The European Union’s regulator has urged insurers to prepare for the departure of the UK from the single market as its Chairman warned the impact of COVID is far from over.
With Brexit talks reaching a critical stage and two and half months before the end of the withdrawal agreement, the European Insurance and Occupational Pensions Authority (EIOPA) has warned re/insurers on both sides of the channel to ensure they are ready for all eventualities.
The freedom of movement for financial services has been a key negotiating tool for the European Union. However, it looks increasingly likely, barring an eleventh hour climbdown by the EU negotiating team, that passporting for financial services will not be renewed.
It was against this background that EIOPA issued a statement to say it expected firms to be ready at the end of December.
“The UK transition period according to the Withdrawal Agreement will end on 31 December 2020. Following this date, all Union primary and secondary law will no longer apply to the United Kingdom, including the Solvency II Directive as well as the Directive on Insurance Distribution (IDD),” it said. “The insurance sector needs to be prepared for the consequences of UK and Gibraltar insurance undertakings becoming third-country undertakings and no longer benefiting from the Solvency II authorisation to provide services in the EU. There are moreover other legal repercussions concerning insurance contracts, insurance disclosure and group supervision.”
“EIOPA urges the insurance sector to finalise preparations and implement suitable and realistic contingency plans in advance of the end of the UK transition period,” it continued. “In particular, EIOPA expects re/insurance undertakings to have measures in place to prevent insurance activity without authorisation and ensure service continuity of cross-border business, as specified in the EIOPA Opinion issued in 2017, in order to minimise the detriment to policyholders and beneficiaries.”
The authority said underwriters and insurance intermediaries had a duty to inform customers about the possible impact of the withdrawal of the UK from the EU on insurance contracts.
As the authority issued its warning, its Chairman, Gabriel Bernardino, told a hearing of the Economic and Monetary Affairs Committee of the European Parliament that the COVID-19 pandemic remained a threat to insurers.
He said whilst the Solvency II regime had enabled EU re/insurers to withstand the impact of the pandemic, there was more work to do as the pandemic continued.
“Overall, we should not be complacent,” he said. “The crisis is not over and the level of uncertainty is still very high. The full economic impact is still far from being revealed and the insurance business model will continue to be challenged, both on the asset and on the liability side.”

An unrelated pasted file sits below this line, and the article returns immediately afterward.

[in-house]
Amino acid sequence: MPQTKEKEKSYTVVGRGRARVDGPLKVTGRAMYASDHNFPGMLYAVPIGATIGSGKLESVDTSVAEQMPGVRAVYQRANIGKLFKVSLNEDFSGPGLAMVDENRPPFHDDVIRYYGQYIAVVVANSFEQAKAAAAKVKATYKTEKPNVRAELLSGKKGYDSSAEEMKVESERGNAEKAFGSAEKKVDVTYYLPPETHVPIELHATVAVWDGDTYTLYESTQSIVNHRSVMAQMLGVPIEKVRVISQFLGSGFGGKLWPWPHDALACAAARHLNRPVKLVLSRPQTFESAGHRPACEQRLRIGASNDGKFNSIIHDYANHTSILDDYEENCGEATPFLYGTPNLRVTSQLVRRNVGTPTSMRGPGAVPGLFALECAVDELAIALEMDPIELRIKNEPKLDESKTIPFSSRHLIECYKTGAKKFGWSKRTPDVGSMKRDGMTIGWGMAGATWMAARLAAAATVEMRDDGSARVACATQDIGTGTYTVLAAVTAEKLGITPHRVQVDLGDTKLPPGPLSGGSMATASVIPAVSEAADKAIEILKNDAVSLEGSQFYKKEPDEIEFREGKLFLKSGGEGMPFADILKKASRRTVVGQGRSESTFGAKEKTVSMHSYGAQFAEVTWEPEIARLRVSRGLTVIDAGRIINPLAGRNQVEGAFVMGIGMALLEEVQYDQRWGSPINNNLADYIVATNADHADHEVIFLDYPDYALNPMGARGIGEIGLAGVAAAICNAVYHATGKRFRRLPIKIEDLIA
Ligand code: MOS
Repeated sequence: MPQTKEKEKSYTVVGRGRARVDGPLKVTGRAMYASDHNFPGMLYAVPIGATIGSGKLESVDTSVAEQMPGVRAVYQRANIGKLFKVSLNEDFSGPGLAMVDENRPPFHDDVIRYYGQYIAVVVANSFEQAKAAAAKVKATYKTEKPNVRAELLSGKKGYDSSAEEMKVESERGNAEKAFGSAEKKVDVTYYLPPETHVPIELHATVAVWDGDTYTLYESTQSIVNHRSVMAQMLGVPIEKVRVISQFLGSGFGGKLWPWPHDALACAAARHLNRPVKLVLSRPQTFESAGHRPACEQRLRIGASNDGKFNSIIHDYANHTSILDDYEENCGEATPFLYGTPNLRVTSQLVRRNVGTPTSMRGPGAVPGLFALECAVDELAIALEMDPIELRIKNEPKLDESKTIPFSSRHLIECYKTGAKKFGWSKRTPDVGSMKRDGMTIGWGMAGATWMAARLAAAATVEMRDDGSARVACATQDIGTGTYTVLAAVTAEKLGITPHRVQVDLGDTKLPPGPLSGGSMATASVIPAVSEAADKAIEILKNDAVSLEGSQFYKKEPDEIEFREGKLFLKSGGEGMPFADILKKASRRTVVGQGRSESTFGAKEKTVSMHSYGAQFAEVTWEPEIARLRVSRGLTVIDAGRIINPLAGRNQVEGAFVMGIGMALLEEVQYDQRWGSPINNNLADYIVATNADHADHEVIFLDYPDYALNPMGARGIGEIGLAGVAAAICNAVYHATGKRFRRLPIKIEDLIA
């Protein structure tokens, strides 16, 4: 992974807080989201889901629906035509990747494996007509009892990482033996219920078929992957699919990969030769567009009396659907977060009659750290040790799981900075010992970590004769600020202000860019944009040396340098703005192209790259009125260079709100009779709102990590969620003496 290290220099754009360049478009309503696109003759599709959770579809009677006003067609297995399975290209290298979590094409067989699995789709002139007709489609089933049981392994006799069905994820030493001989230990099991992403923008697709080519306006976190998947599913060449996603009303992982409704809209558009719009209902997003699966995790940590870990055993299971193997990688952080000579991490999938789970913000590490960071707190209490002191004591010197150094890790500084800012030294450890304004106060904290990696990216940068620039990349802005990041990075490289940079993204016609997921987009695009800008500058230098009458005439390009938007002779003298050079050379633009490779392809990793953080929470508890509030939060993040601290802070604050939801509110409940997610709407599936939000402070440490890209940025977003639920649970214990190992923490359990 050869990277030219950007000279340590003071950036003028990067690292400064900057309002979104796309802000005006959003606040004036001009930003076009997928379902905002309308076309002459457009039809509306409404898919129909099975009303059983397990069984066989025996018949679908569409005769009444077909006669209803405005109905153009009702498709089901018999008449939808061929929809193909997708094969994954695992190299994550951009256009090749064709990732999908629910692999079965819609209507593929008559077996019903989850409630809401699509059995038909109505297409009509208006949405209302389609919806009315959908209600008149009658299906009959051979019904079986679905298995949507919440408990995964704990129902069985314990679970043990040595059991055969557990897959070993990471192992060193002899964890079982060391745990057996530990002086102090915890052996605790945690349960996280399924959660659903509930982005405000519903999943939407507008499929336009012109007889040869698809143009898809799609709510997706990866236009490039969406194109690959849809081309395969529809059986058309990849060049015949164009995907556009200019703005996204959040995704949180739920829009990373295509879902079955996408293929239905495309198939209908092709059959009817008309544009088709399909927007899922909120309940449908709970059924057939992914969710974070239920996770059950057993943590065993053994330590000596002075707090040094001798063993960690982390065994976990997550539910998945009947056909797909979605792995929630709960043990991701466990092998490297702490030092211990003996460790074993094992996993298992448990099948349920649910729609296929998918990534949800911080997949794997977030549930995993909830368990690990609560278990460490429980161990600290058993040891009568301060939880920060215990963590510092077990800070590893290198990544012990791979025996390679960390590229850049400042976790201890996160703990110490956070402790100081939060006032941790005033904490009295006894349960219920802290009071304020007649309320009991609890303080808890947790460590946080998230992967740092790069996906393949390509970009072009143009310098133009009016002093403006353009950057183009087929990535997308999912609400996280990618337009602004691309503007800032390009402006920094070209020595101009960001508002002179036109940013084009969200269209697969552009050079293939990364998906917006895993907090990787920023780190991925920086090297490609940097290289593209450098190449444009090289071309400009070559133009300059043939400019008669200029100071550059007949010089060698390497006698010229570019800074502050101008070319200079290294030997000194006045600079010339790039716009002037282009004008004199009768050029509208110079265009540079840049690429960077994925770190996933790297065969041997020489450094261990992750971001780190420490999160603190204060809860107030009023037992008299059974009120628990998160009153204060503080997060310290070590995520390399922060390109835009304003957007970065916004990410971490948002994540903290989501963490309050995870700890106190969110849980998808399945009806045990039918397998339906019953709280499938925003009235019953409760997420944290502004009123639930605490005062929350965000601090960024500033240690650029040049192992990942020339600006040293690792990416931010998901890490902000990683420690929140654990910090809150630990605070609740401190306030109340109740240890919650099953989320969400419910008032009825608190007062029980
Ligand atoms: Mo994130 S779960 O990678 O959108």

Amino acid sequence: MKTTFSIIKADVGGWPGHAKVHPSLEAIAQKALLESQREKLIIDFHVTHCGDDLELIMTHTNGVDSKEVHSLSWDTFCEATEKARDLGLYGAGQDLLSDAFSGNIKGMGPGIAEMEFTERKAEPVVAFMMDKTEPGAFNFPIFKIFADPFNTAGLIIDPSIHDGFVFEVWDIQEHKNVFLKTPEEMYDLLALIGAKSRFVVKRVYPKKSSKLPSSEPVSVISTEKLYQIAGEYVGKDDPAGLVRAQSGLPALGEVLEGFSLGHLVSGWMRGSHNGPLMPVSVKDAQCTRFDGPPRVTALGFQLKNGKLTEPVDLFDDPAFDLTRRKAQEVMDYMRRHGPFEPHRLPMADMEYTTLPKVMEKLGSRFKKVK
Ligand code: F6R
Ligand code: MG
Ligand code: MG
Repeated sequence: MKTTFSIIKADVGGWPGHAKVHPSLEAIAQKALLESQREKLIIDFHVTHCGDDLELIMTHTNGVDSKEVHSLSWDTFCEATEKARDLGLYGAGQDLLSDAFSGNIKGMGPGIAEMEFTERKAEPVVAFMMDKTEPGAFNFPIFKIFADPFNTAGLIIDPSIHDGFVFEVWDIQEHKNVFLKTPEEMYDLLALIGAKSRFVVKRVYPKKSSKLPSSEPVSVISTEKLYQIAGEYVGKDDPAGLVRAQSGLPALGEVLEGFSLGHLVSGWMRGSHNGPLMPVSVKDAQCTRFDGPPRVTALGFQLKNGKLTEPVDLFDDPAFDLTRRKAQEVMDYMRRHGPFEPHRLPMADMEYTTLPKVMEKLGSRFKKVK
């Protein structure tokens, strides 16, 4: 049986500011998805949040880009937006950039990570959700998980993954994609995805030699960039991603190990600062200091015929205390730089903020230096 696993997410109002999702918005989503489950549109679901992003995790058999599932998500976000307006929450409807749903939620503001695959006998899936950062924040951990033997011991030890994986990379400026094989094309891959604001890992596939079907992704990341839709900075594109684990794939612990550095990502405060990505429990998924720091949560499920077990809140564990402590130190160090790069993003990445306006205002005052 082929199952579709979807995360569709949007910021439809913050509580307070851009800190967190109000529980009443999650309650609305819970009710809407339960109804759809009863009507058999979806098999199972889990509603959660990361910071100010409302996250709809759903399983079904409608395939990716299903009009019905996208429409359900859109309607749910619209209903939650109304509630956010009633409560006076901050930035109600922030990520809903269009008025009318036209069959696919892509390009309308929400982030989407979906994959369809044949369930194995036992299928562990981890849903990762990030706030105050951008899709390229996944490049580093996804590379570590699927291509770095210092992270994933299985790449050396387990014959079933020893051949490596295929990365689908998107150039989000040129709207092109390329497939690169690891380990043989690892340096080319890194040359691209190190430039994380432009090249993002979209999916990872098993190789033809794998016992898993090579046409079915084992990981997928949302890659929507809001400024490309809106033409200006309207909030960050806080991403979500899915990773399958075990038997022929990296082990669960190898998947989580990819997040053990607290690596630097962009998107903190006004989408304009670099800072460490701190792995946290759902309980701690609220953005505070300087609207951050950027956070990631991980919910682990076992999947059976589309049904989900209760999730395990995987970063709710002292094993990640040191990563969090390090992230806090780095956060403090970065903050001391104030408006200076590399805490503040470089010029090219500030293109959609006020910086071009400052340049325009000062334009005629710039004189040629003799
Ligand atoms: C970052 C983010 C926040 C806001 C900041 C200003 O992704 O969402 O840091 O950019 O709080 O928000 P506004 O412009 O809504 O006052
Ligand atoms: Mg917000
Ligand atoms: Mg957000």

He added the experience from the crisis reinforced EIOPA’s approach to the review of Solvency II – an evolution rather than a revolution.
“As the pandemic has evolved, we have seen an increase in digitalisation across the insurance value chain, all the way from product design to claims handling,” explained Mr Bernardino. “We have increased our work on topics like cyber risk and cyber resilience and we are looking at the ethical use of data by insurers.
“The pandemic has also shone the spotlight on protection gaps. EIOPA recently published a paper on how the insurance sector can contribute to strengthen the resilience of the society to a future pandemic.
“The frequency of sudden, far-reaching and potentially systemic shocks is increasing, be it pandemics, natural catastrophes or cyber attacks and we need solutions as a society. Insurance is not a silver bullet, but it can and should be part of the solution – not part of the problem. At EIOPA, we believe that the EU should have a role in this framework to ensure that we do not increase economic fragmentation and that European citizens have access to similar levels of protection. I would encourage the European Parliament to take a lead in this area.”
Looking toward a future recovery Mr Bernardino said the industry had a significant role to play.
“Insurers and pension funds as long-term investors have a particular interest in investing to mitigate the impact of climate change and to facilitate the transition to a more sustainable and resilient economy,” he added. “That is why EIOPA has been implementing an ambitious strategic plan on sustainability and climate change.
“A strong recovery also needs a Capital Markets Union that delivers on other objectives like increasing future pension’s adequacy and this can be achieved by fostering the implementation of occupational pensions throughout the EU.”